Investing in Neglected Tropical Diseases will take more than foreign aid

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A young girl in Kaduna state, Nigeria, carries water from a river known to be infested with flies that cause river blindness. Photo: IRIN/Kate Holt

While some progress has been made to combat Neglected Tropical Diseases, more people need access to preventative care and treatments, according to the World Health Organization (WHO).

These diseases include leprosy, river blindness, and elephantiasis, and thrive mainly among the poorest populations.

WHO is launching a new report on Thursday which makes the case for increased domestic investment to fight the 17 diseases it prioritizes.

Stephanie Coutrix reports.

Each year, WHO measures how countries are progressing to control or eliminate Neglected Tropical Diseases, which are endemic in 149 countries.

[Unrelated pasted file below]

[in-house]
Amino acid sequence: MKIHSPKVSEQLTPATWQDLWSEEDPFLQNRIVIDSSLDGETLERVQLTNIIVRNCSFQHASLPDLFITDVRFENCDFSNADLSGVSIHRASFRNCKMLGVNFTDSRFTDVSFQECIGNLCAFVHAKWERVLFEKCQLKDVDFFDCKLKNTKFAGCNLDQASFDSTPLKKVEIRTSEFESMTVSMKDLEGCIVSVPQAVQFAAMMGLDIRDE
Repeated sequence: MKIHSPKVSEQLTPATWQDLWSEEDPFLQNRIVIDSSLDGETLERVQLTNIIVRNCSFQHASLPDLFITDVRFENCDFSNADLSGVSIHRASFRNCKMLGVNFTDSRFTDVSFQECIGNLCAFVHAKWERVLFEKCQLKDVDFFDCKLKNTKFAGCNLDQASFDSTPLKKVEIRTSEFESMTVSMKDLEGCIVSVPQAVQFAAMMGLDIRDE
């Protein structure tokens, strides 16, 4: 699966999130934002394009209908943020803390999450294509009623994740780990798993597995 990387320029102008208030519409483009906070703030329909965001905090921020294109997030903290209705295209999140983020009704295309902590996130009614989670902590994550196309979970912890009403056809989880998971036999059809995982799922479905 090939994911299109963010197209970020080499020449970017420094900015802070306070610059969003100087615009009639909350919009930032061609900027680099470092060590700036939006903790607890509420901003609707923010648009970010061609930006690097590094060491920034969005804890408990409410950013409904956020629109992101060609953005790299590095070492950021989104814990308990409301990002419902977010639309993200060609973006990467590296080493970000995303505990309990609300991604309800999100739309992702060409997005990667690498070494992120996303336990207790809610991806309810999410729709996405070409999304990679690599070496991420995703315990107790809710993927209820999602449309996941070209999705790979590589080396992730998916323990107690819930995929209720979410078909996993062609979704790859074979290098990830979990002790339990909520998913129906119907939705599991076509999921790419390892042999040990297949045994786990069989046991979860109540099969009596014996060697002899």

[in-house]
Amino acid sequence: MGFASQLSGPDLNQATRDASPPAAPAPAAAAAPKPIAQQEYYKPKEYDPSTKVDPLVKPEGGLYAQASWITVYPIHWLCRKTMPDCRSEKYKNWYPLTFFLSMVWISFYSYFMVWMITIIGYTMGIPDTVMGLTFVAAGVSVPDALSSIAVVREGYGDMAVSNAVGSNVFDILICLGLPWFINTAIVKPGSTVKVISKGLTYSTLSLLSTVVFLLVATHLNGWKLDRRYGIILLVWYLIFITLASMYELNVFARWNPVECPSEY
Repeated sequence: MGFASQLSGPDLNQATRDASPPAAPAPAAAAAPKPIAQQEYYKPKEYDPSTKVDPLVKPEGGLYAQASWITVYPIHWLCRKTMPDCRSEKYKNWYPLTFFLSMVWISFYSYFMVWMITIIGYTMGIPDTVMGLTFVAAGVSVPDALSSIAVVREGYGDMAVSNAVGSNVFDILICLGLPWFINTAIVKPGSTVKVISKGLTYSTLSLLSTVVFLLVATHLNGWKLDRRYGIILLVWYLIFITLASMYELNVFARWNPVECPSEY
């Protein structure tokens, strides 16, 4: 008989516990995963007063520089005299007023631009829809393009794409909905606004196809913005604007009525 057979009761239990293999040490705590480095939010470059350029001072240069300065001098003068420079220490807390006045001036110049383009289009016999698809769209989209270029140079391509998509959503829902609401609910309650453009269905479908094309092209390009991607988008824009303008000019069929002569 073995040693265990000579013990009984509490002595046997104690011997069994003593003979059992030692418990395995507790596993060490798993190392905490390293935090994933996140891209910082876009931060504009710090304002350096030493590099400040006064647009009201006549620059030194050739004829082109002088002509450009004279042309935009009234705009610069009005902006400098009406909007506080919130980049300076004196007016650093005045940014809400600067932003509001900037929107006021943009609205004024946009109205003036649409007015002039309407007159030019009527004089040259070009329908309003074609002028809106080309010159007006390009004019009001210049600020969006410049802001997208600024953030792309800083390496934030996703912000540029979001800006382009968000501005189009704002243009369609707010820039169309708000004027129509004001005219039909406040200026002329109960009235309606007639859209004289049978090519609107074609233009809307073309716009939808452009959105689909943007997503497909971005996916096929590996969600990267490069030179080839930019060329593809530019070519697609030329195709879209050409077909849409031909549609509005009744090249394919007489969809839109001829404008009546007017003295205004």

Its findings are being presented in a new report called "investing to overcome the global impact of Neglected Tropical Diseases".

This year, the focus is on what it will take to meet targets set for 2020 and 2030.

Dirk Engel, Director of WHO's Department of Control of Neglected Tropical Diseases, said an additional 750 million US dollars per year until 2020 is needed to support 1.5 billion people.

That money, he added, cannot only come from foreign aid.

” If we meet our 2020 targets, the number of people that will require intervention is expected to progressively decline from the 1.5 billion to about 200 million in 2030. With the current trend in development, it would be logic and we anticipate that there will be a need for increased commitment by developing nations and a progressive shift towards mobilization of their own resources.

As a result of investing more in people's health, Dr Engel said the annual cost of fighting Neglected Tropical Diseases will decrease by threefold.

Stephanie Coutrix, United Nations.

Duration: 1’24″

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